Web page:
The impression left with me by R. H. Mottram’s “The English Miss” is worth no more than a line or two. It is a dull story of a dull young woman in a commonplace situation. Such elements could have been made endurable only by the manner of their treatment. They have not been made endurable. Whether this is my fault or Mr. Mottram’s I do not know, but I am quite willing to believe that it is mine,

“Prelude to a Rope for Myer” (L. Steni), since it contains a great deal of superlatively bad writing, is not nearly so good as its incomparable title. This story, too, is an affair of unmitigated solemnity, which in connection with the others of this group leads me to suppose that the drabness of England is a degree drabber than the drabness of America. But the study, of a young Jewish owner of a London cinema theatre, a young Jew cheap and common in all of his qualities, with a mistress even more sordid than himself, has a quite real interest and an equally real suggestion of horror. The ending is badly managed, and the tale affords occasional amusement where I am certain no amusement was intended.

“Things Were Different” (Elisabeth Fagan) deals with mid-Victorian England, presenting a young girl born ahead of her time, through the eyes of another young girl completely of her time. The story moves quickly between England and India, between mirth and despair, and is a record of two entirely credible girls.

Remote as Tennessee from the suburbs of London is T. S. Stribling’s “Bright Metal” from these other books. Mr. Stribling brings a fairly sophisticated New York girl to the most unsophisticated of all the States through her marriage to John Calhoun Pomeroy, of the Tennessee hills. It is an entirely realistic but warmly vivid document of the people and events that meet her there, and the varying processes of her mind which result in her decision to accept her fate as she has found it in Tennessee, and to await her husband “with the tremulous, long-drawn patience of women.” The book is always interesting and occasionally brilliant, notably in its portrait of Congressman Alexander Hamilton Tweedy, better known as A. Ham Tweedy. Mr. Stribling understands his South, which luckily is not the whole South, with a thoroughness that makes his work valuable even to a reviewer with tastes so limited as to dislike reading about the hill country of America except when treated as Mr. Stribling treats it.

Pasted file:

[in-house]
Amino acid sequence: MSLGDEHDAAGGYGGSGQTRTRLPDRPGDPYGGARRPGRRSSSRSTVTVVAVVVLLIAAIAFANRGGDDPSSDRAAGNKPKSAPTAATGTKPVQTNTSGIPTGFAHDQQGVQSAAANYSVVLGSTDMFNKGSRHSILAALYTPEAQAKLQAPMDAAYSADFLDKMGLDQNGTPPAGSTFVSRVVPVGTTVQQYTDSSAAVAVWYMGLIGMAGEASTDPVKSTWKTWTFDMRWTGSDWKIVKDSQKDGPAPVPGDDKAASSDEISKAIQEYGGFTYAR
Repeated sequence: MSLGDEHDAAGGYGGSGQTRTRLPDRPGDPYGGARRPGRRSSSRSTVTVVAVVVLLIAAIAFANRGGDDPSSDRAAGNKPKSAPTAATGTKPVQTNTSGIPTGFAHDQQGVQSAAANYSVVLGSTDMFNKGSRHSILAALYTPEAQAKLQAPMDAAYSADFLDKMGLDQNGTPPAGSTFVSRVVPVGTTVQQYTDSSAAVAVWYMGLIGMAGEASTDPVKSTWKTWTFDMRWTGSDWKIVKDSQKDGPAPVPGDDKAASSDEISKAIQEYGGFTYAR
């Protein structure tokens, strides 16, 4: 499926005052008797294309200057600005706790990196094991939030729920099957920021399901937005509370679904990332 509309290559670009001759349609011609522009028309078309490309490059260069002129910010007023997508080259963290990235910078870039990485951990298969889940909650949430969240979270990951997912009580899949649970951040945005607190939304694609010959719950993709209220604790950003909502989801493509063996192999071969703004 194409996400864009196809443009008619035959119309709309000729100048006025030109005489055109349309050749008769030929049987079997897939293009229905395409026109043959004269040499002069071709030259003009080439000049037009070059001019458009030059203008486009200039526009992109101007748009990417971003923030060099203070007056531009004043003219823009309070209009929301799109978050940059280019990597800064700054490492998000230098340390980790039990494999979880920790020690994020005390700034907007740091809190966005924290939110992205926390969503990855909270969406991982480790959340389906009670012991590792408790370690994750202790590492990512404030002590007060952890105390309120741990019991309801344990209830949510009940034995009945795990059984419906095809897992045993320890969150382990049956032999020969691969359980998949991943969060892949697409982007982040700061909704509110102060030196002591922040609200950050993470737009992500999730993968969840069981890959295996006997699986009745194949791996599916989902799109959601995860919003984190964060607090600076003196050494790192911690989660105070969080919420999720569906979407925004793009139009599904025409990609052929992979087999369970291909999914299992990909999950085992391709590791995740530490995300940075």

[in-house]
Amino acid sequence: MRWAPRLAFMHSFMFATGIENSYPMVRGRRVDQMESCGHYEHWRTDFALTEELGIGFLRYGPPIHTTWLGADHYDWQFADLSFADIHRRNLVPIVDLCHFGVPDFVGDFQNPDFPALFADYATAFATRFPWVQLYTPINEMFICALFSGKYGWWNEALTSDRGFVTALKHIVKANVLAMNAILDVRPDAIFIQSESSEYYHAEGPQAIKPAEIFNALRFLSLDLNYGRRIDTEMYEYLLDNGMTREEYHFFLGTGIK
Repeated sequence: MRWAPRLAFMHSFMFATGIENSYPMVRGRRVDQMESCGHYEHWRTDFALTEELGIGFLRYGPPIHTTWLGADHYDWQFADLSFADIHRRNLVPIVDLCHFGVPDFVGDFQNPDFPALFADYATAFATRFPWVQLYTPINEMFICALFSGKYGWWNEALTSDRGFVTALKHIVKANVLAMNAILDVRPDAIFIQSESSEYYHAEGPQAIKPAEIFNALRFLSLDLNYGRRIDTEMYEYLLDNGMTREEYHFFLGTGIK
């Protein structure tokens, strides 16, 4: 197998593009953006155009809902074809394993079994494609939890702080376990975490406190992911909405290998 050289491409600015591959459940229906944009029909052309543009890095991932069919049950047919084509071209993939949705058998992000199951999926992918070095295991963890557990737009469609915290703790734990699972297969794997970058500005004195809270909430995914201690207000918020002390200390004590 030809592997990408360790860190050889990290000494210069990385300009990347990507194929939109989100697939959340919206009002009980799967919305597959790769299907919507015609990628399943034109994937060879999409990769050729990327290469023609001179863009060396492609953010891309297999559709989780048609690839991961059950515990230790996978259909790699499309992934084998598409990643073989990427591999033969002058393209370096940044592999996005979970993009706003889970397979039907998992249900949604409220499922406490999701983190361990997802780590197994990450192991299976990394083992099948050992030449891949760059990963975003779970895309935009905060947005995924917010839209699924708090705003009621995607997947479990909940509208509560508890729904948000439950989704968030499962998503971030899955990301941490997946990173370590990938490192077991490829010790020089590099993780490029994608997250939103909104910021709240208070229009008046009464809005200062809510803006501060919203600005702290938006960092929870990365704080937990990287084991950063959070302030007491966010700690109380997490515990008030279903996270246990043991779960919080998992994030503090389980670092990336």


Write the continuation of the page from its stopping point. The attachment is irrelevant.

Julia Peterkin’s “Scarlet Sister Mary” is a slighter novel with a more limited scope than “Black April,” laid again at Blue Brook plantation in the South Carolina low country. It is, however, simpler in dialect and in form than either of her earlier books, and will, I think, be more widely received for that reason. Some of the characters of “Black April” reappear here, with several fresh additions. Mrs. Peterkin again has re-created the singing fields, the silent, slow rivers, the hot, quivering cabin life, and the gay, melancholy, passionate people that she knows best. Mary, who begins her career as a faithful and devoted wife, and because of her discovery and acceptance of masculine infidelity, becomes a “scarlet sister,” is the most impressive of Mrs. Peterkin’s studies in charcoal.

The “Scarlet Heels” of Edith M. Stern shares no attribute with the seven books already discussed, for it is the story of the unfulfilled desires of Henri Yves Grégoire, Vicomte de Grandbord. When a child in France he asked for a pair of scarlet heels, “like Louis Quatorze,” and was sharply reminded by his American mother that he was not Louis Quatorze. Throughout his life he longs for scarlet heels, which symbolize for him the dead glories of the kingdom of France. And at the end of the story, when his son is born, he knows that his child will never want a pair of scarlet heels and that even the aristocratic impulse is dead. The Vicomte’s passion for the past, amounting to an obsession, influences his entire life and nullifies itself by clouding his otherwise acute intelligence. Through a pathetically romantic plot to restore the Bourbons to the throne of France he is compelled, at eighteen, to leave France for America, his mother’s country but never his own. Mrs. Stern’s quoted line from “Something About Eve,” “I thirst for a dead time and its dead fervors to be reviving,” sets the key of the book. It is a comic tragedy, delicately, economically, and at times beautifully written, and for all its fantastic quality, never without interest.